In the coming decades, it’s inevitable that intelligent systems will progressively assume more decision-making responsibilities from humans. In the short to medium term, AI presents numerous opportunities for accountants to enhance efficiency and scale expert tax knowledge throughout their practice to help protect their existing client base, maximise fee-income and win new clients.
In the long-term, the rise of AI offers the potential for positive and radical change, as systems increasingly take over decision-making tasks currently carried out by humans. Striking a balance between leveraging AI for efficiency gains and preserving the irreplaceable human touch in nuanced decision-making remains a critical but exciting challenge for the accounting profession.
Limitations of LLMs in tax research
LLMs are very powerful. They provide outputs that can be extremely accurate, replacing and, in some cases, far superseding human efforts. However, it should be cautioned that they do not replicate human intelligence. Despite their impressive ability to create content, they have significant limitations and the idea of delegating any critical tax research process to an LLM is severely misplaced and can lead to significant consequences. We need to recognise the strengths and limits of this different form of intelligence and understand the best ways for humans and computers to work together.
Lack of explainability: all LLMs are based on machine learning which means they are inherently ‘black box’. This means that it is challenging to interpret or explain how the model arrives at a specific output; they can be wrong and look right or be right and look wrong. The lack of explainability raises concerns in critical applications where understanding the reasoning behind decisions is crucial, such as tax technical research.
Lack of specificity: LLMs may generate responses that are overly general and lack the specificity required for tax technical research. Legislation, manuals and case law often include intricate details and nuances that may be overlooked or misunderstood by the model.
Inability to provide real-time updates: the interpretation of tax legislation is subject to frequent and subtle changes – think research and development tax credits. Staying up-to-date is crucial. LLMs do not always have real-time capabilities and may not reflect the most recent changes in tax regulations, potentially leading to outdated or incorrect information.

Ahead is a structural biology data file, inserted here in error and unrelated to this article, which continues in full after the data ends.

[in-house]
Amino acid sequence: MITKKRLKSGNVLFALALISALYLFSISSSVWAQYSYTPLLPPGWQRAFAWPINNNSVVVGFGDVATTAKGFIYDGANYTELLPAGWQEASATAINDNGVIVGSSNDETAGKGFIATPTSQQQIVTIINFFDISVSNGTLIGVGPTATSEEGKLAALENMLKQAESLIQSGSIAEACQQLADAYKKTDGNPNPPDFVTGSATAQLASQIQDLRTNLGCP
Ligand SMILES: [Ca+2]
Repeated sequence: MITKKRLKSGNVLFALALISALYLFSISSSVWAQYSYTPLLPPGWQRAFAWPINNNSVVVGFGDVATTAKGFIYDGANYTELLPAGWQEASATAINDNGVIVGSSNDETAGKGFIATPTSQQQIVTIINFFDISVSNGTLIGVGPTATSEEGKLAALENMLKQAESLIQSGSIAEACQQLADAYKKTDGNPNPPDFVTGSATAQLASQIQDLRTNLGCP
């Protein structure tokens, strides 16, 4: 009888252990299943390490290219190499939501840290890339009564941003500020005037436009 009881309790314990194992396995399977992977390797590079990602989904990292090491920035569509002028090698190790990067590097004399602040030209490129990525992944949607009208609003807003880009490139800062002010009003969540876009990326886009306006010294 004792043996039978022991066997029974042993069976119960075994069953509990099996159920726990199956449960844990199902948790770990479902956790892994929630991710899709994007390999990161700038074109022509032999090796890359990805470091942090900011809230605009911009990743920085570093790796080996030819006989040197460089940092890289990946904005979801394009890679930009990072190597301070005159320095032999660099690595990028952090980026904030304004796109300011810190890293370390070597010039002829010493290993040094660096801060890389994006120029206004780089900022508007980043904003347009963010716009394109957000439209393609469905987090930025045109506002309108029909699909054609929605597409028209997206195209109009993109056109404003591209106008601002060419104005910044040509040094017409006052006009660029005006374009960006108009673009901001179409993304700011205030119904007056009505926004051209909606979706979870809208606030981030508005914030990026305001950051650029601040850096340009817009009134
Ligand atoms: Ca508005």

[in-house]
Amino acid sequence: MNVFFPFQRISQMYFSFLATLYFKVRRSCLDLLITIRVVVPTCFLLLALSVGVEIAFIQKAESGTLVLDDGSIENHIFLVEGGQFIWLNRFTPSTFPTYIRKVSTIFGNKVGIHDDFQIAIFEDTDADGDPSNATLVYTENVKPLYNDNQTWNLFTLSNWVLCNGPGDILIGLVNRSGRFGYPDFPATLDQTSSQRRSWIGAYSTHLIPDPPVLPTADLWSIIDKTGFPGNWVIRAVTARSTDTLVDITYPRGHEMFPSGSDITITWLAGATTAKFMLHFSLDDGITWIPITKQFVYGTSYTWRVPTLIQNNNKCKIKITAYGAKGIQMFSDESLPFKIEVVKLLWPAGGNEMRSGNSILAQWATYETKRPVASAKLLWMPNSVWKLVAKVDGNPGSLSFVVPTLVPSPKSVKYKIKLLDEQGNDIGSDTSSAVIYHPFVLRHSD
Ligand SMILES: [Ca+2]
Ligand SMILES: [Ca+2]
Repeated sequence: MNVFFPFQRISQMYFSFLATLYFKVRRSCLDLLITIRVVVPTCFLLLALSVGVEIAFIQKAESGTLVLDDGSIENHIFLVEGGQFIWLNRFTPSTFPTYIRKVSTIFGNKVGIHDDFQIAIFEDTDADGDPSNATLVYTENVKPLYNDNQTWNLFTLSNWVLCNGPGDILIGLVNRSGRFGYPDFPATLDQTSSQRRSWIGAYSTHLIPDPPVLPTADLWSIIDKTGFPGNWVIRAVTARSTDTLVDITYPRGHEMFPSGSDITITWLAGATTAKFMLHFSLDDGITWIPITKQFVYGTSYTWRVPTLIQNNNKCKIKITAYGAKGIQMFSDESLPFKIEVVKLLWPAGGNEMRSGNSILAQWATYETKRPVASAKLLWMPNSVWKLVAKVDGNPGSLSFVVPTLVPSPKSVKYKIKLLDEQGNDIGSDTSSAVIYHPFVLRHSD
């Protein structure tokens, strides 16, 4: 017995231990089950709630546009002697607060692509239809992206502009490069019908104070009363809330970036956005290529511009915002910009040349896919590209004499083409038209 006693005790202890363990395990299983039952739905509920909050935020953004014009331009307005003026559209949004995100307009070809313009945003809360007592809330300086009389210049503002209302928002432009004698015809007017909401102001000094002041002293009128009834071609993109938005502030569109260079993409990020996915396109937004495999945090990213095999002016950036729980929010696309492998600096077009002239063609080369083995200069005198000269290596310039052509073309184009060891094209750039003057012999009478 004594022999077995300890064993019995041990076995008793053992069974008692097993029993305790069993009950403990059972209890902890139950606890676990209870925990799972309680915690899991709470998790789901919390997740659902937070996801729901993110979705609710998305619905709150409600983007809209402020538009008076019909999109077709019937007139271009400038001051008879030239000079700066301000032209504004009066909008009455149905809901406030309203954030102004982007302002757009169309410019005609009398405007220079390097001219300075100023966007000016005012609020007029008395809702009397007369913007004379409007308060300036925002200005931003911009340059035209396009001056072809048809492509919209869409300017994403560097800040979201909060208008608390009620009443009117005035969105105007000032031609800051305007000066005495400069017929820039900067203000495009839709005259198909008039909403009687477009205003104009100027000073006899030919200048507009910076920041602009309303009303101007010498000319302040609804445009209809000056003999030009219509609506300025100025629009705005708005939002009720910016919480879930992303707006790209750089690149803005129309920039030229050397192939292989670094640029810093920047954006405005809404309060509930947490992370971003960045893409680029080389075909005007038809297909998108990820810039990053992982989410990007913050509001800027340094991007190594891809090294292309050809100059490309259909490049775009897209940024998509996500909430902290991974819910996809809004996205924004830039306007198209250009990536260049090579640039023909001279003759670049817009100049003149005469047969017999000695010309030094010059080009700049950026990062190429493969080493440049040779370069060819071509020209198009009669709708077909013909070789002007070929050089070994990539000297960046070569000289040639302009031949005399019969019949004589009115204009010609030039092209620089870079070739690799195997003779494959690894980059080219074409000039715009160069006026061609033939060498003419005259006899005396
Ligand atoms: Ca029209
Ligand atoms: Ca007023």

Limited context understanding: LLMs may struggle with understanding the broader context of specific tax scenarios. Tax technical research often involves considering various factors, such as the business context, industry-specific regulations and individual circumstances, which may be challenging for the model to grasp accurately.
Limited interaction and clarification: Tax research often involves a dynamic and iterative process of seeking clarification and refining queries based on initial findings. LLMs, as one-shot models, may not facilitate this interactive process as effectively as a human expert.
In Felicity Harber v HMRC  TC09101, artificial intelligence failed to assist a taxpayer in her appeal against penalties after it emerged that it had invented the case citations she had relied on in her defence:
Para 2: “However, none of those authorities were genuine; they had instead been generated by artificial intelligence (AI).”
Para 3: “We accepted that Mrs Harber had been unaware that the AI cases were not genuine and that she did not know how to check their validity by using the FTT website or other legal websites.”
Para 24: “We acknowledge that providing fictitious cases in reasonable excuse tax appeals is likely to have less impact on the outcome than in many other types of litigation, both because the law on reasonable excuse is well-settled, and because the task of a Tribunal is to consider how that law applies to the particular facts of each appellant’s case. But that does not mean that citing invented judgments is harmless. It causes the Tribunal and HMRC to waste time and public money, and this reduces the resources available to progress the cases of other court users who are waiting for their appeals to be determined.”
Revolutionising tax research
Retrieval-augmented generation is an innovative approach in natural language processing that combines the strengths of information retrieval and text generation models. This methodology integrates pre-existing knowledge retrieval systems with advanced language models to enhance the context-awareness and relevance of generated content. By leveraging a dual mechanism of retrieving information from external sources and generating contextually appropriate responses, this technique addresses the limitations of traditional LLM models and can offer several benefits: Improved specificity and accuracy: one of the primary benefits of using a retrieval-augmented generation model for tax research is the enhanced specificity and accuracy in responses.